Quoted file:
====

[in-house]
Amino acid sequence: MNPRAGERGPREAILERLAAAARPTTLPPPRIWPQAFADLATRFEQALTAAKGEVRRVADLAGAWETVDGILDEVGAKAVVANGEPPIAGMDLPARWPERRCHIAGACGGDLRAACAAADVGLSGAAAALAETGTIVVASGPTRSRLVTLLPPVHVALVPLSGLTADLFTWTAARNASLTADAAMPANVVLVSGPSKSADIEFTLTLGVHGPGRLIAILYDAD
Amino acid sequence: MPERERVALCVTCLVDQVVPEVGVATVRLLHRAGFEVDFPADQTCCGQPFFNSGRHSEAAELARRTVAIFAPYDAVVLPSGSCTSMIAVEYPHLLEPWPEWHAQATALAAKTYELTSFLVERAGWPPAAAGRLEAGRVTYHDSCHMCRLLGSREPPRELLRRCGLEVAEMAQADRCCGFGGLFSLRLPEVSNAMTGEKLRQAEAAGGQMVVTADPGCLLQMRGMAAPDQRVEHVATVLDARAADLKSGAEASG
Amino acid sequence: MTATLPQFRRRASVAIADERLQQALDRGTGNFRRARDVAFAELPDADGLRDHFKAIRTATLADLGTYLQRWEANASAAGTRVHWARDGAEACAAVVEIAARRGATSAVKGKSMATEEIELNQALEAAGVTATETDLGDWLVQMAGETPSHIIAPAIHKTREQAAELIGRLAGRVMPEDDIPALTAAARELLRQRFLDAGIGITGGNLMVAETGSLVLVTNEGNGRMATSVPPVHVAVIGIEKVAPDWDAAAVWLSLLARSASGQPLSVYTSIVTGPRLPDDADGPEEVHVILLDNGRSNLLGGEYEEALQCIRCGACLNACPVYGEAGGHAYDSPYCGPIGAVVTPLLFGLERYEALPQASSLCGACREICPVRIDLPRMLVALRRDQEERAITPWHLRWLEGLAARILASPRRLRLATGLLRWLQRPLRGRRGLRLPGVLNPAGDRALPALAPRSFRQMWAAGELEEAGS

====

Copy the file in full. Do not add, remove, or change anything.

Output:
[in-house]
Amino acid sequence: MNPRAGERGPREAILERLAAAARPTTLPPPRIWPQAFADLATRFEQALTAAKGEVRRVADLAGAWETVDGILDEVGAKAVVANGEPPIAGMDLPARWPERRCHIAGACGGDLRAACAAADVGLSGAAAALAETGTIVVASGPTRSRLVTLLPPVHVALVPLSGLTADLFTWTAARNASLTADAAMPANVVLVSGPSKSADIEFTLTLGVHGPGRLIAILYDAD
Amino acid sequence: MPERERVALCVTCLVDQVVPEVGVATVRLLHRAGFEVDFPADQTCCGQPFFNSGRHSEAAELARRTVAIFAPYDAVVLPSGSCTSMIAVEYPHLLEPWPEWHAQATALAAKTYELTSFLVERAGWPPAAAGRLEAGRVTYHDSCHMCRLLGSREPPRELLRRCGLEVAEMAQADRCCGFGGLFSLRLPEVSNAMTGEKLRQAEAAGGQMVVTADPGCLLQMRGMAAPDQRVEHVATVLDARAADLKSGAEASG
Amino acid sequence: MTATLPQFRRRASVAIADERLQQALDRGTGNFRRARDVAFAELPDADGLRDHFKAIRTATLADLGTYLQRWEANASAAGTRVHWARDGAEACAAVVEIAARRGATSAVKGKSMATEEIELNQALEAAGVTATETDLGDWLVQMAGETPSHIIAPAIHKTREQAAELIGRLAGRVMPEDDIPALTAAARELLRQRFLDAGIGITGGNLMVAETGSLVLVTNEGNGRMATSVPPVHVAVIGIEKVAPDWDAAAVWLSLLARSASGQPLSVYTSIVTGPRLPDDADGPEEVHVILLDNGRSNLLGGEYEEALQCIRCGACLNACPVYGEAGGHAYDSPYCGPIGAVVTPLLFGLERYEALPQASSLCGACREICPVRIDLPRMLVALRRDQEERAITPWHLRWLEGLAARILASPRRLRLATGLLRWLQRPLRGRRGLRLPGVLNPAGDRALPALAPRSFRQMWAAGELEEAGS